A Biomechanical Analysis Of Behavior In The Kitchen Following An Acute Upper Extremity Injury
A brace that simulates a short arm cast was applied to fifteen participants who were administered a battery of standardized manual dexterity tests. These same participants were then asked to perform simulated kitchen tasks (pouring from a pitcher and lid removal from a container). Timed performance and postures were evaluated across both sets of tasks, with and without the brace. Results showed that there was a significant overall effect of the intervention, an increase in time needed to complete the standardized dexterity tests (p < 0.05). For the kitchen tasks, removing the lid from a container was also significantly slower W(15)=3, p < 0.05. Pouring water from the pitcher was also significantly slower depending on the initial positioning of the pitcher at [alpha] = 0.05 for two of the three conditions. There were also some significant changes in the way people moved their bodies to complete tasks after the intervention.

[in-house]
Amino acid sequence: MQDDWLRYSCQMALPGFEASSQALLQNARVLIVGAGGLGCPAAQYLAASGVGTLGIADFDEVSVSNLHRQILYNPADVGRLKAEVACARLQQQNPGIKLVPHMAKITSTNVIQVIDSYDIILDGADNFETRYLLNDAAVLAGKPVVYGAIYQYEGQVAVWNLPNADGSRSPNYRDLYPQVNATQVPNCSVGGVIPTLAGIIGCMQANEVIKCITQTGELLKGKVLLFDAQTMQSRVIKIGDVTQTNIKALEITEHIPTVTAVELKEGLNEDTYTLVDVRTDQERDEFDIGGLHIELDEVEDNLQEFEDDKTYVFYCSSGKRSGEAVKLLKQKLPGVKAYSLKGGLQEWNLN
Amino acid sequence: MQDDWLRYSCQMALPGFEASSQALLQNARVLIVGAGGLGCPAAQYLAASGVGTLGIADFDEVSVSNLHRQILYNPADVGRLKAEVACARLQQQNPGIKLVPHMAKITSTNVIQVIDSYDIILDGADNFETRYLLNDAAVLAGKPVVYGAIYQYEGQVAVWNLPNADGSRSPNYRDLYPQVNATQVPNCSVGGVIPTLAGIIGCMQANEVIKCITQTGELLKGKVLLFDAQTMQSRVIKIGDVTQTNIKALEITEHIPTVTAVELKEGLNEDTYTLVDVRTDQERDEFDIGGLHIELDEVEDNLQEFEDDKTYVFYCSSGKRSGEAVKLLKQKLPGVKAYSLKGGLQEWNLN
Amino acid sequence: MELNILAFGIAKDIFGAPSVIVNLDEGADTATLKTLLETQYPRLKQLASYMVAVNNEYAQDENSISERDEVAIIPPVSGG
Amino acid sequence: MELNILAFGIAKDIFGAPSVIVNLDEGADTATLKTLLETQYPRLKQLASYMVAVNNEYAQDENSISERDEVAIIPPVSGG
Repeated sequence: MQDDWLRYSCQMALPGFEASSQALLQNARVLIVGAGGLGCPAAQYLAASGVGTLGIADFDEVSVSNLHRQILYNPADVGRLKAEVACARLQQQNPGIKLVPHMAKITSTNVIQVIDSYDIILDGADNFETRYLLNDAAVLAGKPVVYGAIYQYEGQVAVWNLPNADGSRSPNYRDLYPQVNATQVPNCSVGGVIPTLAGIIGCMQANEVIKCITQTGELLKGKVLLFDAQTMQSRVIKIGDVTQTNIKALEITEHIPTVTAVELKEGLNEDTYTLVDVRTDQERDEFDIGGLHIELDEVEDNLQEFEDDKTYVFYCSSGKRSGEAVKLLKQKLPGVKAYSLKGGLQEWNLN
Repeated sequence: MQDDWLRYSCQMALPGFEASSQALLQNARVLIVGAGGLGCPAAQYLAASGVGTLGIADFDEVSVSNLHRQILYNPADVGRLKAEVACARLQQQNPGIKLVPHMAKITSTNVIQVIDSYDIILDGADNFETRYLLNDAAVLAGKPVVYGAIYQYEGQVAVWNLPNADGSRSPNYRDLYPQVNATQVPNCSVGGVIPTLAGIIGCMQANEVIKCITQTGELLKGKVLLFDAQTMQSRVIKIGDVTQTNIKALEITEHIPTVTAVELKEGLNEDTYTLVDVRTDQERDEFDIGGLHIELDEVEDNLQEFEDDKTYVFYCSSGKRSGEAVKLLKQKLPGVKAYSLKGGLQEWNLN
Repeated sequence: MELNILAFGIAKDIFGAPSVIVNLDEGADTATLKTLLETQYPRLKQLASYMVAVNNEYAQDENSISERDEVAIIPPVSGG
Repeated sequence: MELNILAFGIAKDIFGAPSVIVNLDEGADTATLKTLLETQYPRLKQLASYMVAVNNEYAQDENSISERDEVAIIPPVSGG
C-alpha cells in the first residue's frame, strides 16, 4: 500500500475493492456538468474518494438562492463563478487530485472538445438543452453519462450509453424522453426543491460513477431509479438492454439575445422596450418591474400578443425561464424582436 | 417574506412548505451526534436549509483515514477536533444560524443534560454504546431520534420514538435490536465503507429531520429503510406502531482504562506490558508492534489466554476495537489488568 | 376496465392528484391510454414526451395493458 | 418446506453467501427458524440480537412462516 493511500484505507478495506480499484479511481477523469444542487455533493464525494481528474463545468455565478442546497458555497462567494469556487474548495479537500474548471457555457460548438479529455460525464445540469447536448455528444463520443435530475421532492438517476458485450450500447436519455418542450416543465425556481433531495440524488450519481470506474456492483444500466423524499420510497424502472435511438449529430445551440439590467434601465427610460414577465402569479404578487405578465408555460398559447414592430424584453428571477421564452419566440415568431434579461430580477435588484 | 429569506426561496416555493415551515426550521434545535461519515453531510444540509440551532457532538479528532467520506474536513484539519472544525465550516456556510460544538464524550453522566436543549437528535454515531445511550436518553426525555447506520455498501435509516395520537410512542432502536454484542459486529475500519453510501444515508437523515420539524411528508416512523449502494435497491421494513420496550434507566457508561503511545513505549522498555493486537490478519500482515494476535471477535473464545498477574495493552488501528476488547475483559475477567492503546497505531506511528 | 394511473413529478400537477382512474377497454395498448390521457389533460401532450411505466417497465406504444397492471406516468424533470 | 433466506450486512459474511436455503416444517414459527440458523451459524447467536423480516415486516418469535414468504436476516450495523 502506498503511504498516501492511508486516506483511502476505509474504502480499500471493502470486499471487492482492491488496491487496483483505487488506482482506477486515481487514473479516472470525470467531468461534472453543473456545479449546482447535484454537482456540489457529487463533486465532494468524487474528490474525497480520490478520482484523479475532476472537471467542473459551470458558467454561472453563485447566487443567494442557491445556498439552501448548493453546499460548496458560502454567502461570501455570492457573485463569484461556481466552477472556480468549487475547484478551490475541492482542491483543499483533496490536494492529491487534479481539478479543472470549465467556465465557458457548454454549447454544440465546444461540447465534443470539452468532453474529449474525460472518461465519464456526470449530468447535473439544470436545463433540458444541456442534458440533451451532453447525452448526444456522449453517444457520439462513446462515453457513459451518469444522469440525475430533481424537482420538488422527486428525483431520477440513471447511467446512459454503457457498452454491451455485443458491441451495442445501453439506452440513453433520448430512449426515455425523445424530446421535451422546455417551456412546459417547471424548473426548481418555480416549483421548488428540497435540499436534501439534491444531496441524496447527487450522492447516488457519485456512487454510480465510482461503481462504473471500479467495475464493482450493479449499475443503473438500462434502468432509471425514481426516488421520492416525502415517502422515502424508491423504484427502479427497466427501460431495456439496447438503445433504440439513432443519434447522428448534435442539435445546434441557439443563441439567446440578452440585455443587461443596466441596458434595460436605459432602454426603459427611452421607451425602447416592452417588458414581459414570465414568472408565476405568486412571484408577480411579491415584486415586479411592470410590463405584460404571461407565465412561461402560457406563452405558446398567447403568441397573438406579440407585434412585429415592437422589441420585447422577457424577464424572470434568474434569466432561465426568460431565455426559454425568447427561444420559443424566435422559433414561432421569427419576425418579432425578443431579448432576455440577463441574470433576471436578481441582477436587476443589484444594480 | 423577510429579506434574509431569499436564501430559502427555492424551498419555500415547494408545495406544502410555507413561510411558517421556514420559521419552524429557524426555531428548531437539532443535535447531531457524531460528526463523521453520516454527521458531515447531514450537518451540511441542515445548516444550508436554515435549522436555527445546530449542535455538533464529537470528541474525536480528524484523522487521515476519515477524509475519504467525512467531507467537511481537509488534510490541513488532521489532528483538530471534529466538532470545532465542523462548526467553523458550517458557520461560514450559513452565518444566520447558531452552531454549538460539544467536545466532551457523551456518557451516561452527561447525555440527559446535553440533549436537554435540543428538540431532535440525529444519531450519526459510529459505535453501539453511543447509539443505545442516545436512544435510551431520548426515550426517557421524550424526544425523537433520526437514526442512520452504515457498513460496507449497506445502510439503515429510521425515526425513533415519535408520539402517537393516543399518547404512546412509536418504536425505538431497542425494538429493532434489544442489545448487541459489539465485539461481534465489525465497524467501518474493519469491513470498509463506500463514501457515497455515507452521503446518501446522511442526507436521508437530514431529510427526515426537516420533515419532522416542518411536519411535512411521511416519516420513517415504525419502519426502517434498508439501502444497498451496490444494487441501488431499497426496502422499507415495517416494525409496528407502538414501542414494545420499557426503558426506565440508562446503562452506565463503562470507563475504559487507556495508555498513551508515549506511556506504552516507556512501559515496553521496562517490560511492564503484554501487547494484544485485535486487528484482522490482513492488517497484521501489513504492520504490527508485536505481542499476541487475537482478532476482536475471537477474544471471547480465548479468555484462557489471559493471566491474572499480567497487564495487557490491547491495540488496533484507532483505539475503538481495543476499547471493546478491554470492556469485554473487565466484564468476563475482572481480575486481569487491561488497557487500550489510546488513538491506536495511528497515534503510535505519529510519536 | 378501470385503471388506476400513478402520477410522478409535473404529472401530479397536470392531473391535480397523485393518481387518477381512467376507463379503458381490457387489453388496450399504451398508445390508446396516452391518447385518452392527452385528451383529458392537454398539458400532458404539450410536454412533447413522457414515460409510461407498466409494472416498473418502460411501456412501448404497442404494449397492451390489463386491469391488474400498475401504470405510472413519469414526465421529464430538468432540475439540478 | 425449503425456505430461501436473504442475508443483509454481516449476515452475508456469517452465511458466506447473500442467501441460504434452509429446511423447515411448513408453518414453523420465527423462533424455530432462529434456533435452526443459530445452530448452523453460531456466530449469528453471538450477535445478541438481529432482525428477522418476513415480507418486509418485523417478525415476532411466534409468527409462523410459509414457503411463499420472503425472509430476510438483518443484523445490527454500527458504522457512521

Aging in Place; Acute Injury Recovery; Upper Extremity
Feathers, David Joseph
M.S., Human-Environment Relations
Master of Science
dissertation or thesis